The concentration of mucin MUC5AC in tears of patients with dry eye may be significantly decreased [8], [9]. Moreover, the observed difference in tear and cellular conjunctival MUC5AC mobility suggests the possibility of cleavage of the molecule to smaller components [10]. Mucin deficiency causes functional and structural changes of the ocular surface [11], [12]. The viscosity of the fluid-forming film is a major factor in the maintenance of a stable and coherent tear film. Polymeric mucous glycoproteins of high molecular weight are the main constituent molecules of all mucous secretions, and are responsible for the principle biochemical and physiological properties of these secretions [13]. From dilute high molecular weight hyaluronan solutions, it is known that the reduction of the concentration from 0.2 to 0.1 percent is associated with a decrease in viscosity at rest (zero shear viscosity) by a factor of 10 [14]. The same effect is associated with the decrease of average molecular weight of hyaluronan molecules in aqueous solution [15]. The decrease in concentration, glycosylation, or molecular weight of MUC5AC is associated with a very significant loss in lubricating efficacy of the tear film and an increase of friction between the cellular structures of the ocular surface.

Membrane-bound mucins at the apical surface of corneal and conjunctival epithelial cells, in particular, MUC1, MUC4 and MUC16, contribute to the antiadhesive character of the ocular surface [16], [17]. Danjo and colleagues reported a significant alteration in the mucin on conjunctival epithelia in dry eyes [18]. This is likely to be one of the reasons for decreased wettability of the ocular surface in dry eye patients. Dogru and colleagues reported that in patients with atopic keratoconjunctivitis, the level of secreted MUC5AC is significantly below that of controls, whereas, the level of membrane-bound mucines is above that of controls [19], [20]. They conclude that persistence of inflammation and a decline of the expression of the major ocular surface mucin, MUC5AC, may stimulate the upregulation of other epithelial mucins to protect the ocular surface.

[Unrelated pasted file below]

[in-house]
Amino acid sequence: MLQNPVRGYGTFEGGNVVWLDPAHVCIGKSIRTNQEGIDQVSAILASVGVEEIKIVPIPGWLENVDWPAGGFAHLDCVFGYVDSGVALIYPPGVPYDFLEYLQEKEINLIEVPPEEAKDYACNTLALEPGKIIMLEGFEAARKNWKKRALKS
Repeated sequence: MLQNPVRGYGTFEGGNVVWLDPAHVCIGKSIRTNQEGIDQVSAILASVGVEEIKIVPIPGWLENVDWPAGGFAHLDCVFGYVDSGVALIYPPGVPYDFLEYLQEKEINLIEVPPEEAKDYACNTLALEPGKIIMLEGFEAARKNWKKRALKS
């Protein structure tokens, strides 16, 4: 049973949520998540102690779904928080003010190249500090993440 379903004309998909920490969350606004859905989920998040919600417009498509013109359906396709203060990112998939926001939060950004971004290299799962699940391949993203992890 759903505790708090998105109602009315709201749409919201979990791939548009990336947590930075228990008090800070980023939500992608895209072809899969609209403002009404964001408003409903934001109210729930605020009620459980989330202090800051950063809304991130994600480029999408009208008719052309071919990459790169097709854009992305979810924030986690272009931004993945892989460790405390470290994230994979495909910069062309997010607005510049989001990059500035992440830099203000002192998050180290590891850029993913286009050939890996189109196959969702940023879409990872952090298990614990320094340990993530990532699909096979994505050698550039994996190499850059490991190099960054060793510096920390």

The decrease in either molecular weight, glycosylation, or concentration of MUC5AC in the tear film is, moreover, associated with a significant loss of the water binding capacity of glycosaminoglycanes, which constitute the side chains of mucins [21]. This might well be one of the main causes for evaporative dry eyes.

The elevated friction, reduced hydration, and increased evaporation rate of mucous-deficient tear film in combination with alterations in the membrane-bound mucins of the ocular surface are likely to be the main causes for lid wiper epitheliopathy, LIPCOF, and sandbank epitheliopathy [22], [23], [24].

Other clinical situations resulting in increased friction between lids and the ocular globe are anatomical irregularities of the ocular surface [25]. These may be caused by tissue-related changes, like in keratoconus, as a consequence of infection or burns, or, frequently, as a consequence of ocular surgery [26]. Unless controlled, increased friction may be a major cause of tissue scarring.

None of these clinical situations has an aqueous deficient or evaporative tear film as the underlying etiology, but the elevated friction may be caused by a mucous deficient tear film, insufficient antiadhesive properties, or irregularities of the ocular surface. It is therefore proposed to recognize friction as an additional independent etiology for dry eye disease.


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Conflict of Interest

The authors declare that they have no conflict of interest.


Correspondence

PD Gysbert Botho van Setten, MD, PhD, PhD
Karolinska Institutet
Klin Neuroscience
St Eriks Eye Hospital
Polhemsgatan 50
17177 Stockholm
Sweden   
Phone: + 46 86 72 32 98   
Fax: + 46 86 72 30 70   

Publication History

Received: 02 February 2019

Accepted: 26 February 2019

Publication Date:
30 July 2019 (online)

© 2020. The Author(s). This is an open access article published by Thieme under the terms of the Creative Commons Attribution-NonDerivative-NonCommercial License, permitting copying and reproduction so long as the original work is given appropriate credit. Contents may not be used for commecial purposes, or adapted, remixed, transformed or built upon. (https://creativecommons.org/licenses/by-nc-nd/4.0/)